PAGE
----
Blix: 'No smoking gun' but few answers
UNITED NATIONS (CNN) -- Chief U.N. weapons inspector Hans Blix and Mohamed ElBaradei, director general of the International Atomic Energy Agency, briefed the U.N. Security Council on Thursday on their assessment of Iraq's accounting of its weapons programs.
They spoke to reporters after the briefing, and the following is a transcript of their remarks:
BLIX: ... For my part, I said that we still get prompt access from the Iraqi side, that the inspections are covering ever wider areas and ever more sites in Iraq, that in the course of these inspections we have not found any smoking gun. However, we are getting more and more information and better knowledge about the situation and that the declaration regrettably has not helped very much to clarify any question marks of the past.
Lastly, I can tell you that the council has given very good support, expressed confidence in our two organizations, and that they look forward to the briefing that we'll give on the 27th of this month.
ELBARADEI: I think, as Dr. Blix mentioned, it was a very good meeting with the council [Thursday]. We both reported that we are inching forward with implementation of our task. We are getting access to all the sites. However, both of us also indicated that we need more proactive support on the part of Iraq to be able to move quickly to implement our mandate. We also indicated that we need more actionable information on the part of governments. And we committed ourselves to intensify the process so we can achieve the result intended as soon as we can.
We will provide an update report on the 27th of this month. However, that report, we should emphasize, is an update report; it is not a final report. It's a work in progress. And this simply would register where we are on the 27th of January, but we obviously continue to -- we'll continue our work afterward, and we still have a lot of work to do.
REPORTER: You say you haven't found a smoking gun. You also said that the Iraqis are being cooperative. You also say that the Security Council is being helpful. Aren't you just sitting on the fence and trying to keep people happy all around?
BLIX: No, I was saying that the declaration didn't provide us any new evidence, that it didn't answer the questions that were put already ... and that the Iraqis could have looked at those questions and answered more -- answered better.
So we are not satisfied.
REPORTER: You said at many times that you are not a defection agency, you are not a refugee agency, not in anybody's pocket. How are you going to deal with the pressure being exerted upon you to interview Iraqi scientists outside Iraq? Time magazine has already issued an article saying that you'll look into this within a few days. You don't seem to be warm [to] the idea. ...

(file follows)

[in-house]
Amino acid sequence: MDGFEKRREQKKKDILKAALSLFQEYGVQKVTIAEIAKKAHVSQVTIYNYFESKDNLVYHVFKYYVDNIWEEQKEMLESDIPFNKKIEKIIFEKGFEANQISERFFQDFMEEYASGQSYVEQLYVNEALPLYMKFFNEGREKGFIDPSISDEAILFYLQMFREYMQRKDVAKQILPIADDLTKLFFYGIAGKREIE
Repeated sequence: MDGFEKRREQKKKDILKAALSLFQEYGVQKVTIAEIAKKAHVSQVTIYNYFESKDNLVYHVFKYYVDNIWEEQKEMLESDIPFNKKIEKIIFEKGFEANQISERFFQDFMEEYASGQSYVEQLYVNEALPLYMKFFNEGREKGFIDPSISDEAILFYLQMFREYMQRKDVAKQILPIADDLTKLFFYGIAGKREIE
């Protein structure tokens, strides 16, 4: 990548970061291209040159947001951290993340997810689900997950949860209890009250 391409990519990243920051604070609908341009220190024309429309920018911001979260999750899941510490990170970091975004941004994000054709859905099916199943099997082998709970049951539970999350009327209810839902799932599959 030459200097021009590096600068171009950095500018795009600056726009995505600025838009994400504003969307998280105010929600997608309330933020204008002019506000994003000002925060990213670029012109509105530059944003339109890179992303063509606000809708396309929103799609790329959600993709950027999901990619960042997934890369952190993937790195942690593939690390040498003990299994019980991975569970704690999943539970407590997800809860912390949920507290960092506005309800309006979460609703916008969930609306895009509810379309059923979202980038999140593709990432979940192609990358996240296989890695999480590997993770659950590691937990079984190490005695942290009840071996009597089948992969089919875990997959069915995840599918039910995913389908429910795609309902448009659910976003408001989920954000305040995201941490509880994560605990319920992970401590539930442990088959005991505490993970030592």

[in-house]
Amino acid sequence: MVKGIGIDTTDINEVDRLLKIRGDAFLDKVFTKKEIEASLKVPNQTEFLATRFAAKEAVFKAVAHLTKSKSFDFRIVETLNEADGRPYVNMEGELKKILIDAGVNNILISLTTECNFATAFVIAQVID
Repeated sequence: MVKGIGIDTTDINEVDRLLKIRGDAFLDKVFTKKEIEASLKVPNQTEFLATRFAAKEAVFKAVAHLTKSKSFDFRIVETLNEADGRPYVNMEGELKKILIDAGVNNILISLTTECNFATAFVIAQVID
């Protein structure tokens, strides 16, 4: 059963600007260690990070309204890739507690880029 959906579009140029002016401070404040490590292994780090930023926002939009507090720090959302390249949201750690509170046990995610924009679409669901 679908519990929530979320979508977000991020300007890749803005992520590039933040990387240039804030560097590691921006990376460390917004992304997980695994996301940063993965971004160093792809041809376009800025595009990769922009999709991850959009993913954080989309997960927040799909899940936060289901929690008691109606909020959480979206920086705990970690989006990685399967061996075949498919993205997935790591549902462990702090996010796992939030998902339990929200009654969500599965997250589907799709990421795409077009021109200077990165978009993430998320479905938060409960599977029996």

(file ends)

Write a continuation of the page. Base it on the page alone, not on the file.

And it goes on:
REPORTER: Are you going to implement this? I know the choice is there, the option is there. Are you going to move on it or are you going to just ...
BLIX: Are you trying to increase the pressure further?
Well, let me say about interviews, and Mohamed and I are agreed on our view on this -- that interviews have been [done] in the past, and it remains a very useful source of information, and we do carry out a lot of interviews as we go into installations, whether military or civilian, whatever. We carry out a lot of interviews, and we get a lot of information. And frequently the minders [Iraqi officials] are present. So interviews with minders present are not useless. They were not in the past, and they are not useless now.
However, Iraq is a totalitarian country, and we do not want to have interviews where people are intimidated. That happened in the past. That was why the Resolution 1441 stated explicitly that one should have the right to carry out interviews in private or take people outside.
We are ready to use the options we can. But at the same time, we cannot force any individual to speak if he doesn't accept that, or we cannot force anybody to go abroad or force them to defect.
The fear, of course, is that people's will, people's answers to us may be influenced by fears that they have anyway.
So we would like to exercise all these options. And we will. Already next week, for our part, we will ask for some interviews in Baghdad, I can tell you.
REPORTER: Maybe you'll answer...
ELBARADEI: Yes. I told the council [Thursday] that we were not able, for example, to have interviews in Iraq in private. And that does not indicate the proactive cooperation we expect from Iraq.
I made it clear, and I think Dr. Blix shared this view, that if Iraq is willing to show proactive cooperation, we should be allowed to do private interviews inside Iraq. We also both are of the view that should we identify people whom we would like to interview outside of Iraq. We'll exercise that right.
We would like, however, to continue to work on the practical arrangement to make sure that we have the right people, that these people are ready to be interviewed abroad, and that we have the arrangement which would ensure their security outside should they decide to stay abroad or if they decide to go back to Iraq.
So we will exercise fully our right under the resolution.
REPORTER: Dr. Blix, you were quite critical of the list of experts that was provided ...
REPORTER: ... by Iraq.
REPORTER: And I'm wondering, could you be more specific about why you think this list is inadequate? Have you or are you going to go back to Iraq with a direct petition for more information? And have you asked the council for help to improve this list?